Watch: Johnson jokes about number of children Rees-Mogg has
Boris Johnson jokes about number of children Jacob Rees-Mogg has during Tory conference
Sam Hancock6 October 2021 15:01
Benefits minister sings about ‘having time of my life’ as UC cut comes into force
Work and pensions secretary Therese Coffey was captured singing “I’ve had the time of my life” only an hour after the £20-a-week cut to universal credit came into force.
The benefits minister was filmed partying at a Conference Party conference karaoke event around 1am on Wednesday – the day her department began cutting the incomes of millions of households, reports Adam Forrest.
Labour condemned the timing of Ms Coffey’s revelry – pointing to the lyrics of Bill and McKenna Medley’s 1987 power ballad (I’ve Had) The Time of My Life. Nadia Whittome MP said: “Do you know who aren’t having the time of their lives? The six million low-income families whose universal credit she’s just cut by £1,000 [a year].”
Sam Hancock6 October 2021 14:50
Zahawi admits teacher ‘level up premium’ new version of old policy
Nadhim Zahawi, the education secretary, appears to have confirmed the only policy Boris Johnson announced in his speech today was not a new one – rather it is a U-turn to enforce a measure announced in 2019 and recently scrapped.
Appearing on BBC Radio 4’s World at One, Mr Zahawi was asked if the “levelling up premium” for maths and science teachers was effectively just a U-turn, or a return to an old policy. He replied:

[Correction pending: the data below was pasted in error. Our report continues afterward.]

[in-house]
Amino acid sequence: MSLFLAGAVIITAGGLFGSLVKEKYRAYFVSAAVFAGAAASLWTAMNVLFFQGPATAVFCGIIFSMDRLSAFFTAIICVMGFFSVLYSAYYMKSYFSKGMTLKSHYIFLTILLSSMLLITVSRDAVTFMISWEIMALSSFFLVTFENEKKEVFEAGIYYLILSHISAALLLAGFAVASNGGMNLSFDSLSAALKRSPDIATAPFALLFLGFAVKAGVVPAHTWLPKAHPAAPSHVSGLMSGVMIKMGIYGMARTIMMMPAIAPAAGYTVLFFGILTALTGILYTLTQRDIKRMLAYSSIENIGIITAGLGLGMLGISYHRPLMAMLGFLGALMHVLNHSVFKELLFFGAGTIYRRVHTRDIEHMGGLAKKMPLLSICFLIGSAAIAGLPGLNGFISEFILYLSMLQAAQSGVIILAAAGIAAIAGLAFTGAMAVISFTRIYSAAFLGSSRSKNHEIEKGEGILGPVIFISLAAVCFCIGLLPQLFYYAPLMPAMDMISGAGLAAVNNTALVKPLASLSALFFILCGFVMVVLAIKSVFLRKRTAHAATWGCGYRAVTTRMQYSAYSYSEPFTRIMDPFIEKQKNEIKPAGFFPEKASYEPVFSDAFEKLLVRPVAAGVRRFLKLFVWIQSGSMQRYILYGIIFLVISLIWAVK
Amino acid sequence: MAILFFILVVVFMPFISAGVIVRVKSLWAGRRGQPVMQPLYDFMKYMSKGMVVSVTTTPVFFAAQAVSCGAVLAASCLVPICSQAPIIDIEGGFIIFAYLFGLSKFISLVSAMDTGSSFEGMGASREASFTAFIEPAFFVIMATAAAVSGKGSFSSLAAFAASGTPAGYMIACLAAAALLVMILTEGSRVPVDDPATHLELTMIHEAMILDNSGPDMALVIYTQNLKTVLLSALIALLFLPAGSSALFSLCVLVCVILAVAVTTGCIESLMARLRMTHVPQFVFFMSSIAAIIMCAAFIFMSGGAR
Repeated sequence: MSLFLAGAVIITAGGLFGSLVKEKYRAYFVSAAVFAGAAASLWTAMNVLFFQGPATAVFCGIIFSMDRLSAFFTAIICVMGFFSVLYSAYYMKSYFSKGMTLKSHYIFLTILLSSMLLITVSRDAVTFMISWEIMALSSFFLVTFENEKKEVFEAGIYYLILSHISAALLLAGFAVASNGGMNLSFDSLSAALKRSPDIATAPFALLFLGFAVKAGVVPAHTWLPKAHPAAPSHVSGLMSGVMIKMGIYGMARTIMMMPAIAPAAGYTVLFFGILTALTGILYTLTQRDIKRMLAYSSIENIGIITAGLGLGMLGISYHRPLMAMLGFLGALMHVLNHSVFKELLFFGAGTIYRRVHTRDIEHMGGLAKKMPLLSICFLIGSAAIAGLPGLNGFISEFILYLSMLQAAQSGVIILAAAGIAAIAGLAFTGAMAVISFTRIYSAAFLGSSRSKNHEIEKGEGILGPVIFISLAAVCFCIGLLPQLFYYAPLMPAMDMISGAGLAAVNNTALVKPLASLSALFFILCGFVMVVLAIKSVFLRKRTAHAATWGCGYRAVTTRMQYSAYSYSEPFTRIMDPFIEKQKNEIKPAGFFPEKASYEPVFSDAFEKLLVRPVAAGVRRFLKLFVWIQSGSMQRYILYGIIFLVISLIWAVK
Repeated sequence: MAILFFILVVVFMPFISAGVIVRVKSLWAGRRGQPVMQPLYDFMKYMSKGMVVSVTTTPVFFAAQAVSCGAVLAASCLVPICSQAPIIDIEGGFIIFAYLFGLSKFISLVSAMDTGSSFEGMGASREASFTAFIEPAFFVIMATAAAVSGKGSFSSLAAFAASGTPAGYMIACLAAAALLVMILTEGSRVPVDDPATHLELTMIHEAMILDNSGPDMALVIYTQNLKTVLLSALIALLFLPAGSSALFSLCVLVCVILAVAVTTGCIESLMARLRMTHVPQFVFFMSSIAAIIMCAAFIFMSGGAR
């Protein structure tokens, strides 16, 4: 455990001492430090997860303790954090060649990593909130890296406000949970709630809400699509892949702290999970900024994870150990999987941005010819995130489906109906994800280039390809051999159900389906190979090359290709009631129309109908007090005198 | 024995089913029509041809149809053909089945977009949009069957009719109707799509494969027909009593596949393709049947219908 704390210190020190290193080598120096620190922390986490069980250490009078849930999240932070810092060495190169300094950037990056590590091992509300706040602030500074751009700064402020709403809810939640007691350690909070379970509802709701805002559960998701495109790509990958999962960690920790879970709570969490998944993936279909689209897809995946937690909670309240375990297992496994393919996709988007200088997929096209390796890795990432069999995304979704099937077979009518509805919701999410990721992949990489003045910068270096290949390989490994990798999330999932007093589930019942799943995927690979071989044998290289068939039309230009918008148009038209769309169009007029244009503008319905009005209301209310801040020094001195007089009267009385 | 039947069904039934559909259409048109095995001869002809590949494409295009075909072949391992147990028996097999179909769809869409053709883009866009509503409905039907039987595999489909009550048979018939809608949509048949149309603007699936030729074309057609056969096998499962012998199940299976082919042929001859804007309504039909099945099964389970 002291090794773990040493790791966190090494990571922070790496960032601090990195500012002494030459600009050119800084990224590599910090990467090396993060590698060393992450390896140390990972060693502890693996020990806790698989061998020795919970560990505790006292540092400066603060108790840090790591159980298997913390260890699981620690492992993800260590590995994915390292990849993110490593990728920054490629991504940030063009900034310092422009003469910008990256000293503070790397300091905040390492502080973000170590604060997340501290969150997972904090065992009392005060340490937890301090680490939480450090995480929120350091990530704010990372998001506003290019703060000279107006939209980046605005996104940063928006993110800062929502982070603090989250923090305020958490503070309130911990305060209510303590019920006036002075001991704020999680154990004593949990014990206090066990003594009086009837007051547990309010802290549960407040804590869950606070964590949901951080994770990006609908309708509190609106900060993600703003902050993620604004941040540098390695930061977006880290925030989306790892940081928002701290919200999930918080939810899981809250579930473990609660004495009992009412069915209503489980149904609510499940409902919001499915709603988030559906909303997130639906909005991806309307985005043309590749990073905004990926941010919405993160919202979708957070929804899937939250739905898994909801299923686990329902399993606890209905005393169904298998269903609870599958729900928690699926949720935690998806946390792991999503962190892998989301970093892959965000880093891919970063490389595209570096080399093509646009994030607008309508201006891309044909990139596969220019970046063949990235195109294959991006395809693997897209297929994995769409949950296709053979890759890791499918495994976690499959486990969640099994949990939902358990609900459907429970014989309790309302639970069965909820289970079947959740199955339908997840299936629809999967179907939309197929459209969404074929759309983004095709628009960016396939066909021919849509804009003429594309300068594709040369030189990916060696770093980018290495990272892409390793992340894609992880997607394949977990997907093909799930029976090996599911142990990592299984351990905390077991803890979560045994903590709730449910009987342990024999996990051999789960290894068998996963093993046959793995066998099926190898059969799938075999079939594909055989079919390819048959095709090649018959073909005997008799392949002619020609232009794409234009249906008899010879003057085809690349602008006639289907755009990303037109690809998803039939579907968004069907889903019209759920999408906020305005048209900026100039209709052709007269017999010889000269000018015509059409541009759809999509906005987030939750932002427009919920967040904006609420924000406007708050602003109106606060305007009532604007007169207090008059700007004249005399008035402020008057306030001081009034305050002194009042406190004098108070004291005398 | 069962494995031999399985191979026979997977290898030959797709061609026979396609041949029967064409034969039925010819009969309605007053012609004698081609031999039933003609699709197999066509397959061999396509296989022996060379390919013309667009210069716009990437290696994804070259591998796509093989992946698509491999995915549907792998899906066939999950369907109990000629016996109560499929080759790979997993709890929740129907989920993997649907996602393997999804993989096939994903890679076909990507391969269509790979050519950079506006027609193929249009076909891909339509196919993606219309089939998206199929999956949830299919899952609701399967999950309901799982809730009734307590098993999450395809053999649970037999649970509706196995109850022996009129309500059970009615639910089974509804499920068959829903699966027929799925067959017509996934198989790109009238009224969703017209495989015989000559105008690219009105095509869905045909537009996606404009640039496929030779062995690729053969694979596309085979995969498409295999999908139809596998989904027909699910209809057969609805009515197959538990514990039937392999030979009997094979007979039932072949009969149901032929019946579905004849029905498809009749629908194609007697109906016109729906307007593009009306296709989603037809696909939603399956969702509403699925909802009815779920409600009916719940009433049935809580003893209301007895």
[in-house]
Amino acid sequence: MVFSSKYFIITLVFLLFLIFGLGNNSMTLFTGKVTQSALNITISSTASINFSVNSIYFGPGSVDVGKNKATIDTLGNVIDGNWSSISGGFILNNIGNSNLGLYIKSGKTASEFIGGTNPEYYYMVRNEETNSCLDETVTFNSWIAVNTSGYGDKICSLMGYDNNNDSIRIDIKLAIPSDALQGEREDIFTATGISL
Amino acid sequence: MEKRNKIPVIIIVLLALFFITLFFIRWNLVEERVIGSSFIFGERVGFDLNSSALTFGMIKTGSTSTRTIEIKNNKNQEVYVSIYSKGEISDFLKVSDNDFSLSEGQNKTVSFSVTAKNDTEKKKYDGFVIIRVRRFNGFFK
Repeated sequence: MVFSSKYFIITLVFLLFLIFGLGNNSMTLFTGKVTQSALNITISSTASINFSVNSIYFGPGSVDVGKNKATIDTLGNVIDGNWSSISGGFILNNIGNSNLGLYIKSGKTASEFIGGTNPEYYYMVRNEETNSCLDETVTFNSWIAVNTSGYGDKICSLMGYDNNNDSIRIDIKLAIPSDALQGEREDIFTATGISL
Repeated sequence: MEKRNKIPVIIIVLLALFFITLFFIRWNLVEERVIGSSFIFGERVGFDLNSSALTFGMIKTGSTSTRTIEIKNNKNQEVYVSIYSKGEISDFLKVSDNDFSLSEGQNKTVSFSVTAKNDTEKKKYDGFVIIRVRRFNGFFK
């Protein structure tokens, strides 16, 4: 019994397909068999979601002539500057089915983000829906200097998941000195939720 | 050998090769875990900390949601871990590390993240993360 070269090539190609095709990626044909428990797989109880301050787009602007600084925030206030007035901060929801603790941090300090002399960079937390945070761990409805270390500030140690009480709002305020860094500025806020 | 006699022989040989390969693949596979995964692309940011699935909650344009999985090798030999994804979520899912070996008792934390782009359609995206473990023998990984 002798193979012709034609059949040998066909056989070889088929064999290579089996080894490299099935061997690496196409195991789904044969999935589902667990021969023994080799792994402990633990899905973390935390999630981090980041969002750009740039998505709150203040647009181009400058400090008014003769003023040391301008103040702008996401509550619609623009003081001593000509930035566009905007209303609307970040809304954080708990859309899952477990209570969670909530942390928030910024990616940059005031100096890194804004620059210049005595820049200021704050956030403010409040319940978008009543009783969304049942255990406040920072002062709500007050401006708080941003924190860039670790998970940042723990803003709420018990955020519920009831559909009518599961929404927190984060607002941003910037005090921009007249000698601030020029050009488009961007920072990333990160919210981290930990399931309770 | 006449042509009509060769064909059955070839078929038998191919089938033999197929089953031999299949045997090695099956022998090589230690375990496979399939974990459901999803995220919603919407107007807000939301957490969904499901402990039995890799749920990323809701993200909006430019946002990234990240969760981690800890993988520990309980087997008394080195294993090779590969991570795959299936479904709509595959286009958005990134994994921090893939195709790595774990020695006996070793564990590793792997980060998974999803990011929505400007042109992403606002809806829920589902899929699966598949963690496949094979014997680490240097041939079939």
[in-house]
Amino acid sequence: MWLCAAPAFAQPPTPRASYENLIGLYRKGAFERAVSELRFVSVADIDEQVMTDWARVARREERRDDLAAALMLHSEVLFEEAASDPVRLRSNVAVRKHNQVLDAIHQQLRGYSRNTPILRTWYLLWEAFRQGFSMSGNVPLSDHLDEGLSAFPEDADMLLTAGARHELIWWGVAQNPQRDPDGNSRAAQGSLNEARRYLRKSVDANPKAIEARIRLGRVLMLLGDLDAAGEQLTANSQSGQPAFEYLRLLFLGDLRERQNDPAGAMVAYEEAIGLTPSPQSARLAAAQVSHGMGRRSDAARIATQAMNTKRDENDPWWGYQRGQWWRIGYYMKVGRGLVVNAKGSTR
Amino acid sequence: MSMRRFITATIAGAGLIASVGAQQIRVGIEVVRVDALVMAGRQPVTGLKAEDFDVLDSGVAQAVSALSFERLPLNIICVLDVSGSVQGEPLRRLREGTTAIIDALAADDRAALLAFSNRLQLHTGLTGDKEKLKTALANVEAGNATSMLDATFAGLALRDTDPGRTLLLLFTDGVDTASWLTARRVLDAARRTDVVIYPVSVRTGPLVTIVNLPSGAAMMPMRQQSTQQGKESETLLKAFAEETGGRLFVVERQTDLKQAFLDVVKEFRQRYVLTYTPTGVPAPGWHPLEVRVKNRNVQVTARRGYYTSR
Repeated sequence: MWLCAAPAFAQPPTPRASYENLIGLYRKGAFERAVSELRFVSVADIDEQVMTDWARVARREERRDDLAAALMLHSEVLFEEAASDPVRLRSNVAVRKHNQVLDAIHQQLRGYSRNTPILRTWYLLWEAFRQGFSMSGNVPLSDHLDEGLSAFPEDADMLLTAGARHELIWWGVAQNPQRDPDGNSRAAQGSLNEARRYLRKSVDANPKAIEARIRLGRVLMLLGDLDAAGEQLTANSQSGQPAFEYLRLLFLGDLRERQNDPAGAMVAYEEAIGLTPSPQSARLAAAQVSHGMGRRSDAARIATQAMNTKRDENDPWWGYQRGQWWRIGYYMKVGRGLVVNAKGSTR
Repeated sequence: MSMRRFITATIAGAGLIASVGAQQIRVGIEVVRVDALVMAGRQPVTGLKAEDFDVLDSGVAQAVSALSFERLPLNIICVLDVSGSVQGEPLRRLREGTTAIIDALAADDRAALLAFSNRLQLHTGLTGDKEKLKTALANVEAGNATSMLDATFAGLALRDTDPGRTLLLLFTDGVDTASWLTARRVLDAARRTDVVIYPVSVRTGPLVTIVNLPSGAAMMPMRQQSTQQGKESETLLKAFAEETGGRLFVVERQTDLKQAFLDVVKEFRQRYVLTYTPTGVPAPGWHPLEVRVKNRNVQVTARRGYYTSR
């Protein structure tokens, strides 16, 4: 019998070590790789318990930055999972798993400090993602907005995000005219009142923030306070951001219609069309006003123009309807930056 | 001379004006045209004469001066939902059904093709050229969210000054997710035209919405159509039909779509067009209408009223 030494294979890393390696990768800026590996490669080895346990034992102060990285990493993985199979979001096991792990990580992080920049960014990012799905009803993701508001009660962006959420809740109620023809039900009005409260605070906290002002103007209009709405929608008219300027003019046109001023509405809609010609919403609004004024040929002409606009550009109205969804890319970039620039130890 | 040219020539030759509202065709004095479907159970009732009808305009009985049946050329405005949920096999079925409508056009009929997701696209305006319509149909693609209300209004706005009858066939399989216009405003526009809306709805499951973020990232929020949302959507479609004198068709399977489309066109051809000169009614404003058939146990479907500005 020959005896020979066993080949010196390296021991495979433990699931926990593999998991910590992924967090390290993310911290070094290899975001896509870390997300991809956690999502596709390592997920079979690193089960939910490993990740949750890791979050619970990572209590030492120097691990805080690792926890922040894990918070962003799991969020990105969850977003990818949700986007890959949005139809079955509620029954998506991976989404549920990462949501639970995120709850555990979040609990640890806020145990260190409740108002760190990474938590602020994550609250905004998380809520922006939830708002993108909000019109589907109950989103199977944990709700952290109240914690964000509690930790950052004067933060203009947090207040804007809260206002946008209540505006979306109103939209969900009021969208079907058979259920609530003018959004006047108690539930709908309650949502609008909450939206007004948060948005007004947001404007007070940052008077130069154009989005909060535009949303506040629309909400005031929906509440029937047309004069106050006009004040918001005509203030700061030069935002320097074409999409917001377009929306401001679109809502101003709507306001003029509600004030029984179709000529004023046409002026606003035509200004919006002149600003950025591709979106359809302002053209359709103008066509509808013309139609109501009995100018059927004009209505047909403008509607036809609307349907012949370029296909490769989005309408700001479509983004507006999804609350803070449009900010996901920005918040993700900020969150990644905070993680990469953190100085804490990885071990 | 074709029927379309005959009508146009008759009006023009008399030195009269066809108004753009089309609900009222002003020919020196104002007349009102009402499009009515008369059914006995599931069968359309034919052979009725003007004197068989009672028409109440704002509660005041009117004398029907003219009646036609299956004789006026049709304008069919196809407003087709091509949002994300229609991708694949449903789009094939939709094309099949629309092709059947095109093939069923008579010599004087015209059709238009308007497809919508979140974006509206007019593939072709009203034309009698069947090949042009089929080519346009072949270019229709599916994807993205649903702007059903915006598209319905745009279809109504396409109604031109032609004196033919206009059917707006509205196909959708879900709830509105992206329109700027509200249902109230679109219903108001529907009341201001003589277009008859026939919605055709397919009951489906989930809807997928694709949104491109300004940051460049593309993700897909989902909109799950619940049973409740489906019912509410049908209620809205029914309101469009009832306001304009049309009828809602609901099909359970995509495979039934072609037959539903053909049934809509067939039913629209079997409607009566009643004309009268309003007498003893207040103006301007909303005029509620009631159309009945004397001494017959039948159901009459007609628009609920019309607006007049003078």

“If we have policies that work, I’m a pragmatist when it comes to these things; if something has worked, then why not, when you have teacher shortages in core subjects, focused very much on particular parts of the country that really need them, focused very much on years 1 to 5, then let’s try and encourage those teachers to stay in the profession or join the profession.
“So it is a good announcement.”
Sam Freedman, former Department for Education (DfE) adviser, said the following:
Sam Hancock6 October 2021 14:39
How did political commentators find PM’s speech?
The reviews are in and the verdict is, mostly, negative.
Sam Hancock6 October 2021 14:32
Transport boss condemns ‘political jester’ PM for empty speech
Some industry commentary on the PM’s speech now.
Manuel Cortes, general secretary of the Transport Salaried Staffs Association, said:
“As ever, this political jester came up with nothing but hot air.
“We had slogans over specifics at a time when costs are rising, inflation is a real worry, universal credit is reduced for millions, there are widespread food and fuel shortages and a very real climate crisis.